The Wisconsin Institute for Law & Liberty (WILL) says Wisconsin has a problem: Wisconsin’s primary education system is not working.
“Reading and math achievement has been stagnant for two decades while the rest of the country has experienced significant growth,” according to a release from WILL. “About 80% of the students at Milwaukee Public Schools, the biggest district with 77,000 students, are not proficient in English. The results are similar across Wisconsin’s largest cities, including Green Bay, Madison, and Kenosha.”
To fix the problems, CJ Szafir and Libby Sobic of WILL have written a report, “Roadmap to Student Achievement,” a two-year effort to create a number of policy recommendations to improve student performance.
“There’s no doubt that Wisconsin has some strong K-12 schools, especially traditional public schools in the suburbs of Milwaukee and Madison,” Szafir told WTMJ’s Steve Scaffidi on Tuesday. “And for those parents that can afford to live there, kudos to them. Their kids are getting a very high quality education.”
However, Szafir said, that Wisconsin K-12 schools taken as a whole are not doing enough to educate the state’s children.
“We’re really struggling,” Szafir said. “There are some people in this state that are getting substandard, some of the worst educations, in the entire country.”
The problem isn’t only in Milwaukee Public Schools, the report notes, although the 60% graduation rate is part of the bad news about the district from the Department of Public Instruction (DPI). “According to DPI’s Forward Exam test scores, a staggering 78% of students were not proficient in English, and about 83% of students were not proficient in Math,” the report said.
But school districts outside Milwaukee in urban areas are also failing to educate students from disadvantaged backgrounds, causing Wisconsin to have the largest racial achievement gap in the country.
“In Green Bay, only 19.7% of students from low-income families are proficient in English. A staggeringly low 11.4% of African American students are proficient in English,” the report said. “In Madison, only 9.5% of African American students were found to be proficient in English, and 14.1% of students who are economically disadvantaged were proficient.”
Szafir told Scaffidi in the interview that it was not a funding issue. Wisconsin ranks about average on school spending, according to Szafir, and Milwaukee ranks 13th in the nation for school funding for cities.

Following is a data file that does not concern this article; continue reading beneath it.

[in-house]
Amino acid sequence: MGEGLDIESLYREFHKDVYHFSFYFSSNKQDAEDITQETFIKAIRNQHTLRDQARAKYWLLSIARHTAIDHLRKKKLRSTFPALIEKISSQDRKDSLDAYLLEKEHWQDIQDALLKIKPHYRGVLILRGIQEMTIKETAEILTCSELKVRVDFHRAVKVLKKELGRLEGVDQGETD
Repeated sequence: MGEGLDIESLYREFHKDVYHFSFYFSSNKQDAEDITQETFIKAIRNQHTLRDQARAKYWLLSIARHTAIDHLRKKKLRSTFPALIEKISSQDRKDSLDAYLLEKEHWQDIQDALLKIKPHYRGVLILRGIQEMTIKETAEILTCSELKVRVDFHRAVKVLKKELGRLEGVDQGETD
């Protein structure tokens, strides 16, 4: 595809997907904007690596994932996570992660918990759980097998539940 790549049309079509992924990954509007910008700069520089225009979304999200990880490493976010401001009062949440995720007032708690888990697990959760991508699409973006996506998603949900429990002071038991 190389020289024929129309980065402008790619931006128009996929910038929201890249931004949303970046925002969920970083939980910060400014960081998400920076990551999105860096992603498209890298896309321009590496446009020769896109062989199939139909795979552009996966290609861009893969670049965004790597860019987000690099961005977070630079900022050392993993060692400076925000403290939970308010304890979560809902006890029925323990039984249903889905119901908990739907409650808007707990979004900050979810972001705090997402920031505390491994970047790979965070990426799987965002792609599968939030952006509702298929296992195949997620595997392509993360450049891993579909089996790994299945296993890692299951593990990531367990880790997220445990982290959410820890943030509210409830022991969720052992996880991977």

Sobic agreed. “I would say that it’s a political issue,” she said. “We need to encourage our policy makers to put policies in place to help high performing schools expand so more children, who are in these struggling schools, can access better education.”
To help students have greater access to high performing schools, Sobic and Szafir said lawmakers must take on the state’s administrative barriers. “That can include things like having a schedule of when kids can apply, and having it different for different kids depending on where they live,” Sobic said. “Making it more difficult for families and schools to get more kids in their school doors.”
In addition to the barriers for current schools in the choice programs, Szafir said Wisconsin needs more high quality schools. “What we laid out is several policy recommendations to incentivise high performing schools to expand,” Szafir said. “It starts in Milwaukee with a vacant schools problem that has to be fixed. We have to force Milwaukee Public Schools and the city of Milwaukee to sell these buildings that are just sitting empty.”
Sobic agreed, saying that national charter school operations do not open in Wisconsin as much because of the lack of available facilities.
Another opportunity to improve access to high performing schools is for greater access to transportation for those students wanting to attend those schools.
“We really need to have equitable transportation policies so that all students can get to school safely and fairly,” Sobic said. “Right now we’re seeing sort of one rule for public school students and one rule for private school students.”
Compared to other states, Wisconsin isn’t doing enough to get students into high performing schools. “There have been several national education reform studies that rank Wisconsin’s national public charter school laws as some of the worst in the entire country,” Szafir said to Scaffidi. “And a part of that is funding equity. If a child goes to a charter school, or a voucher, they’re worth about $2 thousand less than if they attended a traditional public school, which is inherently unfair and it’s also just poor public policy.”
“We’re underfunding some of the best schools in the city and the state,” Szafir said.
Beyond expanding opportunity, school systems need to have more transparency in how their dollars are spent.
“States like Georgia and Texas have recently passed measures that say, let’s help taxpayers understand where their dollars are going,” Sobic said. “It could look like a database where every school expense is published, so you could say what does MPS spend their money on?”